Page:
Scientists recently discovered catsharks exhibiting an incredibly cool phenomenon deep in the ocean. We see the sharks as drab brown, but a new study suggests they see each other as glowing green. The phenomenon is called biofluorescence, and the glowing sharks are detailed in new study led by David Gruber from the City University of New York.
Gruber said, “Imagine being at a disco party with only blue lighting, so everything looks blue. Suddenly, someone jumps onto the dance floor with an outfit covered in patterned fluorescent paint that converts blue light into green. They would stand out like a sore thumb. That’s what these sharks are doing.”
Related: Scientists discover their first biofluorescent reptile – the hawksbill sea turtle
Gruber’s team looked at shark eyes and noticed they only have one color pigment in their eyes, so they likely only see hues of blue and green. Biofluorescence may help the sharks stand out in a blue-green world to other sharks nearby.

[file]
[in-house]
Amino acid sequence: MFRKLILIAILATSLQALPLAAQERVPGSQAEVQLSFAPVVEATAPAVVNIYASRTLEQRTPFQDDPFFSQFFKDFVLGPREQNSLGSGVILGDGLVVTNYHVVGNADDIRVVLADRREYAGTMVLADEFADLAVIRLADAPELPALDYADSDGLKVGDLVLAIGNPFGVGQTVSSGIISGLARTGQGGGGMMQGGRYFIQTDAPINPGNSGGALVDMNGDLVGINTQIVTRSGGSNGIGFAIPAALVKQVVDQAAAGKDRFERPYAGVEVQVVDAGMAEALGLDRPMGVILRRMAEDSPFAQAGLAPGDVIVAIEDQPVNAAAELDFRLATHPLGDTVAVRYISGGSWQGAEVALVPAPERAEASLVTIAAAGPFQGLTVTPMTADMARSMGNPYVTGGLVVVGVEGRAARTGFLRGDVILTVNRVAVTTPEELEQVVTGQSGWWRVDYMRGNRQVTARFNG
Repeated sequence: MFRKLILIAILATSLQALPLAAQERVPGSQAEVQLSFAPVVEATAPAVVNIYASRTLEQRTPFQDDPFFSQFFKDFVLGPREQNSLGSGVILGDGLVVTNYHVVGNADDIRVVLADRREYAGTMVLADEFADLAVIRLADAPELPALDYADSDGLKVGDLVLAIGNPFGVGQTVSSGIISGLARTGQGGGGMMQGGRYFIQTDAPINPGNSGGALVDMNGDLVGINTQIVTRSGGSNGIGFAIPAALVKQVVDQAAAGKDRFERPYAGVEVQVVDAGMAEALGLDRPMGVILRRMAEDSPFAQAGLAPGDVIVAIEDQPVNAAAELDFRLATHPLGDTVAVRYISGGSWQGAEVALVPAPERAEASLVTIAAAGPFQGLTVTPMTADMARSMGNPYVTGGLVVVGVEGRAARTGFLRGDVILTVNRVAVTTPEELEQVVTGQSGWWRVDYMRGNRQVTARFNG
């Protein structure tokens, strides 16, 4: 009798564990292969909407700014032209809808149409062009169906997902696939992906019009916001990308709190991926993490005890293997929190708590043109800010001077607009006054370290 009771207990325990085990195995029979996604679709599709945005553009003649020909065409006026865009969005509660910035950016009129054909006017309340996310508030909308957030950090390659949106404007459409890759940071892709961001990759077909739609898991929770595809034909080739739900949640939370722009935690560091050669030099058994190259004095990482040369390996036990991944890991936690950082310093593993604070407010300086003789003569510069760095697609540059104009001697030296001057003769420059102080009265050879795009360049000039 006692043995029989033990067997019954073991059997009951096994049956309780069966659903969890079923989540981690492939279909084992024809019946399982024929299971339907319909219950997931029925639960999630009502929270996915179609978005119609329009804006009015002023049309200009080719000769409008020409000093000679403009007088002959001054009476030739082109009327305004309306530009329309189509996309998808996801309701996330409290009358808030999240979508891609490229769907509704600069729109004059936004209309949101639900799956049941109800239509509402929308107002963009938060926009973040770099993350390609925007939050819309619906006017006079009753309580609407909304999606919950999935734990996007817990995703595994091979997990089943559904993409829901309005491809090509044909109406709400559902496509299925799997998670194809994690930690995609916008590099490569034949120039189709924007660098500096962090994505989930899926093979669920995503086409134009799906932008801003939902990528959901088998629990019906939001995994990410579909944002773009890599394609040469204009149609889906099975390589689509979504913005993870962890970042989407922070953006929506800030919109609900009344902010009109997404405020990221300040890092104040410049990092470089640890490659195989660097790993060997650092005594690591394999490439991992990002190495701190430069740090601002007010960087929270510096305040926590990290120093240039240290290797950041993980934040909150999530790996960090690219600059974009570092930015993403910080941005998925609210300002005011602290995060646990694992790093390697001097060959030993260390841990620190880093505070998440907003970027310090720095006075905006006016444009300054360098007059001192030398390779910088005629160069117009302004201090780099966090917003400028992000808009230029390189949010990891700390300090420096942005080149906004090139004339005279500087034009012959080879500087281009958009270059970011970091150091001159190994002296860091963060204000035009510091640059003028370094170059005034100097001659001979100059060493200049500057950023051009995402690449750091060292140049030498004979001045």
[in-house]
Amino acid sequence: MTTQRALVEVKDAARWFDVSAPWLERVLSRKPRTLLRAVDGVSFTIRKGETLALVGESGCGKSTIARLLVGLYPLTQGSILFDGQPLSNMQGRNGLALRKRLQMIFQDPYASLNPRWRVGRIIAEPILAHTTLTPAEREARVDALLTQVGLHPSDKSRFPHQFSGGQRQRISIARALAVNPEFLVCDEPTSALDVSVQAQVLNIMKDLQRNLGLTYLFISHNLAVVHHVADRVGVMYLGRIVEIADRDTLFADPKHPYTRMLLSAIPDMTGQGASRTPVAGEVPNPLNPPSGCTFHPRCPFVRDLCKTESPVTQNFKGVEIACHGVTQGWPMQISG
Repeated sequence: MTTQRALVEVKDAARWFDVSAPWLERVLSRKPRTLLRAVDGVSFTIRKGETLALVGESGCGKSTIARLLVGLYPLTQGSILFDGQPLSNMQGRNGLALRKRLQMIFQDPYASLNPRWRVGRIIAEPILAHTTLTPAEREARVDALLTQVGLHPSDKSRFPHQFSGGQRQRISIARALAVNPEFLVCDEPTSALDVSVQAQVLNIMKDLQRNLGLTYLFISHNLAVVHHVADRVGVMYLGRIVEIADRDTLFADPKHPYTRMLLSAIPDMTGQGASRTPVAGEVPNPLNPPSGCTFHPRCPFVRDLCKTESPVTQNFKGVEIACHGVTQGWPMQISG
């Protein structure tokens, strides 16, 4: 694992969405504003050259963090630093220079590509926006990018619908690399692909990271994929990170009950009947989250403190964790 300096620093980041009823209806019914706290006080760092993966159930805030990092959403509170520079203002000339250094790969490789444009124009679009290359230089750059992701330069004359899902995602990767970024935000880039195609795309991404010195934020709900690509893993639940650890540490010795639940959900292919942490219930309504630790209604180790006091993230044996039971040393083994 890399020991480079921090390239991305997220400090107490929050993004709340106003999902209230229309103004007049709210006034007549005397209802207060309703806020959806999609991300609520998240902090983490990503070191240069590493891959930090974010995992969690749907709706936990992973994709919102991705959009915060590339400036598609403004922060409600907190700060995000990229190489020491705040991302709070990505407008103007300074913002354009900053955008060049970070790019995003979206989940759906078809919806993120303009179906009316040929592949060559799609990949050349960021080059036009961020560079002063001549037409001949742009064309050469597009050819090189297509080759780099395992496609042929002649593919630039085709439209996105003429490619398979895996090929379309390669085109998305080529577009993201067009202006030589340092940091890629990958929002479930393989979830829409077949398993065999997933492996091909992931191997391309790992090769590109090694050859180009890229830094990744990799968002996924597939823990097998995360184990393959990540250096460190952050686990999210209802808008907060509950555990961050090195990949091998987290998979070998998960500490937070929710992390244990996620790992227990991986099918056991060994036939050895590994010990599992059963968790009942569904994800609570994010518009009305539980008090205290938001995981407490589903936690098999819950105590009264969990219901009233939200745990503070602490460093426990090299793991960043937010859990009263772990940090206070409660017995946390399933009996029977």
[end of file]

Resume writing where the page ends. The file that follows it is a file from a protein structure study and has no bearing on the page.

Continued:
This phenomenon is different from bioluminescence, which involves a chemical reaction. Instead biofluorescence occurs when sharks re-emit light at a different wavelength than the one they took in. Using underwater cameras with yellow filters, the scientists were able to capture the sharks glowing.
Since the creatures tend to glow all over, from their skin to even their eyes, Gruber thinks it could be important to how they function and possibly communicate.
Gruber is at the forefront of the study of biofluorescent creatures – so far he has detailed 180 of them in one paper. “I just find this real serenity and beauty to being in the reef at night,” Gruber said. “When we add on this fluorescent layer it’s like being on another planet.”
Via The Christian Science Monitor
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